College websites can be frustrating. Many are designed by professional web and marketing firms using unusual fonts or straw-like shapes that morph into a picture about the latest theatre arts production. Such flash might prove more a distraction than an aid when seeking necessary information.
Most applicants want to get past the marketing elements — the big pictures that take dozens of seconds to load, the columns of facilities listed but scantly explained — and get right to the crux of what’s needed to best understand the school. Most want to find information to more convincingly make their match in the essays. Others want to gain an understanding of the school and their potential major to sound convincing in an interview. Still others might just want to know the essays, the deadlines, and a sense of what the school is looking for in a capable candidate.
No matter what applicants might desire, should they get lost among the gloss and glamour of a website, the one thing to remember is to look for the prospective student section. That is where to find the essentials. Yet, getting lost — and I have been on NYU’s Steinhardt site searching for its animation program for over an hour — is part of the game. There is, sometimes, a side benefit when one runs into features of the school or a program otherwise unknown and completely neglected.
While some of the following list can be found in the Common Application site, should the school be a member, all should still be answered on even the most basic of websites:
1. What are all the steps for applying?
2. What are the deadlines for each of the school’s admissions processes?
3. What are the potential majors, minors, and interdepartmental programs offered?
4. What are the required classes for each major and who is teaching these classes. If there is a full four-year sample schedule, that’s all the better.
The following are some websites that effectively deliver the key features cited above.
#1. USC’s admission website for ‘prospective students’ does a solid job of explaining the USC application components, supplies an application checklist, addresses additional major requirements for such majors as cinematic arts. All can easily be found at https://admission.usc.edu/firstyear/prospective/
#2. Drexel, which offers early action, early decision, regular decision clearly and plainly, gives all the dates for financial aid and application deadlines: nothing fancy, just what an applicant needs to know quickly. http://drexel.edu/undergrad/apply/deadlines/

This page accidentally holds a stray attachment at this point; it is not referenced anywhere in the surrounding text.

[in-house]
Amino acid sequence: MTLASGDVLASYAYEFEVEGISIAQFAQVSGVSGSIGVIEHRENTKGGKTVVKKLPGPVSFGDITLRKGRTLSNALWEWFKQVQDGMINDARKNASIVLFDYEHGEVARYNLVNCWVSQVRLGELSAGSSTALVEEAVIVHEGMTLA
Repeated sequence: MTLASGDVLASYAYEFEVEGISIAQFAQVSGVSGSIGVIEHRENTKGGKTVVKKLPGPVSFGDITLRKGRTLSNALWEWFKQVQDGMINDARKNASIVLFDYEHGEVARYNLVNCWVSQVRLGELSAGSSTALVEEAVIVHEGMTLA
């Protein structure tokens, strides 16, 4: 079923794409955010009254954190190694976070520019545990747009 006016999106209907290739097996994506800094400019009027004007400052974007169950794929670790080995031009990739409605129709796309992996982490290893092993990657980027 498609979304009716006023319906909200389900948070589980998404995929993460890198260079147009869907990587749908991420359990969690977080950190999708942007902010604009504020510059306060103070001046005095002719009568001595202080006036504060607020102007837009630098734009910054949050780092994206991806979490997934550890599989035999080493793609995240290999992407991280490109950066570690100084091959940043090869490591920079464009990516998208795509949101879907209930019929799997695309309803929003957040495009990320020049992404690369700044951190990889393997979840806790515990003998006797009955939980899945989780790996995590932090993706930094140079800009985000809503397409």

#3. The University of Chicago lists all is majors, minors, interdisciplinary courses across its colleges concisely and accessibly: https://www.uchicago.edu/academics/programs_of_study/. As a side note, should you visit the website, check out ‘Signature Courses,’ exciting courses in the social sciences and humanities meant to stimulate new inquiry: https://college.uchicago.edu/academics/college-signature-courses.
#4. The Penny W. Stamps School of Art and Design at the University of Michigan is jaw dropping exemplary. I recommend that all students preparing to apply for their top selection schools prepare a four-year plan. By quarter or semester, it should contain all the classes they will be taking with as much detail as they can obtain. If it’s Stamps, they can use a web tool called the Curriculum Designer to do this very thing. Full course descriptions are accompanied by instructors, whom you may click on for their current resumes. http://curriculum-designer.com/tag-list.
If, while searching through the websites when writing up Why Northwestern, Chicago or Boston University, you do decide to linger and take a beauty and spirit tour of Notre Dame (http://tour.nd.edu/locations/) or one of Yale’s most popular courses, Introduction to Ancient Greek History with Donald Kagan, http://oyc.yale.edu/courses, indulge. With the world of college websites at your fingertips, it’s just a question of knowing where to look.
Ralph Becker, founder of Ivy College Prep, LLC (www.ivycollegeprep.net) and a resident of Long Beach, has been counseling students for the last 12 years. A former Yale Alumni interviewer, he holds a certificate in college counseling from UCLA Extension, and has published SAT* Vocab 80.